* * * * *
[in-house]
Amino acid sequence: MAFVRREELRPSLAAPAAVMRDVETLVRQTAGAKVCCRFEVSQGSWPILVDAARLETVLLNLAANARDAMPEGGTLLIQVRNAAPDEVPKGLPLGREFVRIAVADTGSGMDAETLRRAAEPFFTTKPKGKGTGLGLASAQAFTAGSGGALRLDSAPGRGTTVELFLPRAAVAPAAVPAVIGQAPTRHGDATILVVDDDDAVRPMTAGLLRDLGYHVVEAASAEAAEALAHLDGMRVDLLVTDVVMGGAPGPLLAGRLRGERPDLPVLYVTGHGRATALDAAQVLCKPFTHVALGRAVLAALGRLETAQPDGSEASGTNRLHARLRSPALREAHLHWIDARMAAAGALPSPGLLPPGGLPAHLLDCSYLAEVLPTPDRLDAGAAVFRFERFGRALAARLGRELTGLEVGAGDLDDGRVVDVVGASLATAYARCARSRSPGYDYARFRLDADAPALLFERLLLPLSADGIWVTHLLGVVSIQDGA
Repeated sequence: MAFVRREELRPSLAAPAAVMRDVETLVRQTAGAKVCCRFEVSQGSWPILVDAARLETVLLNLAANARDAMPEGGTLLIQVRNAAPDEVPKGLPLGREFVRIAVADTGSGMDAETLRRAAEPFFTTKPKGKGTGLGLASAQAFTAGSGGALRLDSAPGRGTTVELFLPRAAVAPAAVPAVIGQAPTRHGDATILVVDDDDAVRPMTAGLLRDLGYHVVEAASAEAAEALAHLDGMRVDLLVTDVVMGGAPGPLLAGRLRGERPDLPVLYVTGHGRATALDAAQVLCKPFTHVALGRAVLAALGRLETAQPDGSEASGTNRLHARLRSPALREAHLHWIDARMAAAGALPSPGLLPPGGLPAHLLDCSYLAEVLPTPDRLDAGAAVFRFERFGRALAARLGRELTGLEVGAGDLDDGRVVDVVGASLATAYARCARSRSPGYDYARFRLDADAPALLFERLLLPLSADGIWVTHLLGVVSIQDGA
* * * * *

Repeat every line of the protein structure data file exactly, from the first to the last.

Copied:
[in-house]
Amino acid sequence: MAFVRREELRPSLAAPAAVMRDVETLVRQTAGAKVCCRFEVSQGSWPILVDAARLETVLLNLAANARDAMPEGGTLLIQVRNAAPDEVPKGLPLGREFVRIAVADTGSGMDAETLRRAAEPFFTTKPKGKGTGLGLASAQAFTAGSGGALRLDSAPGRGTTVELFLPRAAVAPAAVPAVIGQAPTRHGDATILVVDDDDAVRPMTAGLLRDLGYHVVEAASAEAAEALAHLDGMRVDLLVTDVVMGGAPGPLLAGRLRGERPDLPVLYVTGHGRATALDAAQVLCKPFTHVALGRAVLAALGRLETAQPDGSEASGTNRLHARLRSPALREAHLHWIDARMAAAGALPSPGLLPPGGLPAHLLDCSYLAEVLPTPDRLDAGAAVFRFERFGRALAARLGRELTGLEVGAGDLDDGRVVDVVGASLATAYARCARSRSPGYDYARFRLDADAPALLFERLLLPLSADGIWVTHLLGVVSIQDGA
Repeated sequence: MAFVRREELRPSLAAPAAVMRDVETLVRQTAGAKVCCRFEVSQGSWPILVDAARLETVLLNLAANARDAMPEGGTLLIQVRNAAPDEVPKGLPLGREFVRIAVADTGSGMDAETLRRAAEPFFTTKPKGKGTGLGLASAQAFTAGSGGALRLDSAPGRGTTVELFLPRAAVAPAAVPAVIGQAPTRHGDATILVVDDDDAVRPMTAGLLRDLGYHVVEAASAEAAEALAHLDGMRVDLLVTDVVMGGAPGPLLAGRLRGERPDLPVLYVTGHGRATALDAAQVLCKPFTHVALGRAVLAALGRLETAQPDGSEASGTNRLHARLRSPALREAHLHWIDARMAAAGALPSPGLLPPGGLPAHLLDCSYLAEVLPTPDRLDAGAAVFRFERFGRALAARLGRELTGLEVGAGDLDDGRVVDVVGASLATAYARCARSRSPGYDYARFRLDADAPALLFERLLLPLSADGIWVTHLLGVVSIQDGA